Moving from New York City to a remote farm has taught me a lot about consumerism.
For the previous 20 years I lived in SoHo. Anything I might want–food, coffee, clothes, kitchen goods, consumer products, electronics, tools, hardware, raw materials from wood to upholstery foam to plastics–from any brand was within a few blocks.
On this 47-acre farm, my initial impression was that nothing was within a few blocks. If I needed something, that meant driving towards the interstate and a Walmart. I spent a lot of money here acquiring necessary land-taming tools–a mattock, a billhook, a lopper, a riding mower, etc.–and subsequently tried saving money on raw materials by using what was available on the farm.
That’s because I realized my “nothing is within a few blocks” statement was incorrect. The previous residents of this farm left numerous junk piles on the property, as well as multiple outbuildings filled with stuff. Much of it was garbage, but I’ve found a bunch of buckets (infuriatingly) filled with good hardware mixed with rusted junk.
I have been painstakingly sorting through the bucket contents to weed out the junk and organize the treasure trove of usable fasteners. Carriage bolts, framing nails, finish nails, ring-shanks, screw-shanks, panhead screws, deck screws, sheetrock screws, on and on. Separating them requires a sorting system. In the city I’d have walked over to Chinatown and bought two dozen cheap plastic takeout containers. With no such option here, I have been saving tin cans*.
Even if you open a tin can by cutting through the complete periphery of the lid, it leaves that little jagged shard at the start/end point of the cut. I sliced my finger open on it once, before forming the habit of removing the lid, then running the can opener back and forth on the shard to flatten it. This works well.
Performing this act put can openers in my consciousness, and because all computers can apparently read your brain these days, I was fed a can-opener-related video on my YouTube feed. In this video I learned that I “have been using the can opener all wrong!”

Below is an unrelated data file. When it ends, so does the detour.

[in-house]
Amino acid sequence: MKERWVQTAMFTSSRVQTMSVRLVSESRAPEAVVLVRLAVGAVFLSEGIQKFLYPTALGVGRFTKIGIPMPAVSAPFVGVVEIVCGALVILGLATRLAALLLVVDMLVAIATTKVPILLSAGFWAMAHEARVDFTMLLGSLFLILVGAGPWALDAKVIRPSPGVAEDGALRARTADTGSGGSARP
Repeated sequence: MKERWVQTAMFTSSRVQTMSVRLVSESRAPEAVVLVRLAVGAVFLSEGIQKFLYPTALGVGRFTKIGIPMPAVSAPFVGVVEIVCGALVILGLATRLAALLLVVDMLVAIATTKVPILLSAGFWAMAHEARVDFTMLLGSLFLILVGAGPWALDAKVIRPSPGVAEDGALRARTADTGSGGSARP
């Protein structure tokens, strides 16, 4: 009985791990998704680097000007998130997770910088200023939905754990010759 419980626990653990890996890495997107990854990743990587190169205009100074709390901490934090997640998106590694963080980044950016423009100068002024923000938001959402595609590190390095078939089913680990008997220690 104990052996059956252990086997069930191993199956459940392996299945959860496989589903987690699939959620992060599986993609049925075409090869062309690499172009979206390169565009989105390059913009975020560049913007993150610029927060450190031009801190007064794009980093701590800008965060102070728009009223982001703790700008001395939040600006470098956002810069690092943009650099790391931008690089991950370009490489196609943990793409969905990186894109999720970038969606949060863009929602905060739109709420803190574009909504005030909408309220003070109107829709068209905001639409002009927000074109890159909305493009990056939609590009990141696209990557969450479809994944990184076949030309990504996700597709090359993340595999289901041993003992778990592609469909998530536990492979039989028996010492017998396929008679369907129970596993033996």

Well, I must be some kind of jerk. Because I think if your can opener successfully opens cans, you haven’t been using it “all wrong.”
That being said, I think there is one merit to using a can opener sideways. I’ve got your standard OXO can opener…
…and my only gripe with it is that the cutting wheel, which dips into the product, is difficult to clean.
Soaking it in soapy water simply makes the handles more difficult to separate. Every so often I go at the cutting wheel with a toothbrush but it’s time consuming.
Following the above video, YouTube’s algorithm fed me this one. It’s for the Kuhn-Rikon Auto Safety Lidlifter can opener:
The design is clever and well-considered, and it doesn’t leave a little shard you need to go back and forth over, and if I was a design juror I’d give this thing an award. And if I didn’t already have a can opener, sure, I’d buy one because it’s available at Walmart for just $17.95. But I do have a can opener, and it works fine, even if I’m using it “all wrong.”
I’m almost finished sorting the fasteners. I’ll eventually be driving them into the lumber that has been abandoned in piles up at the stables, which I intend to build shed shelves out of. That lumber previously existed as the structure for some sort of animal shelter, and much of it is covered in the remnants of feces, but I’d rather clean it off than go buy new lumber. I’m not an anti-consumerist yet–there are still tons of tools I want to buy–but I’m getting there.
*Unrelated pro tip for dog owners who feed raw. My guys eat raw meat, and I rotate fish into their diet for both the variety and the fish oil. The cheapest source of fish I could find is canned mackerel, which I purchase in bulk on Amazon. A 24-can case runs $25 to $30. My two 25-pound dogs each eat one can’s worth as a daily meal in the winter, half a can each in the summer. That’s about 50 cents to a dollar and change per meal. And by rinsing out the cans, you get 24 free metal containers.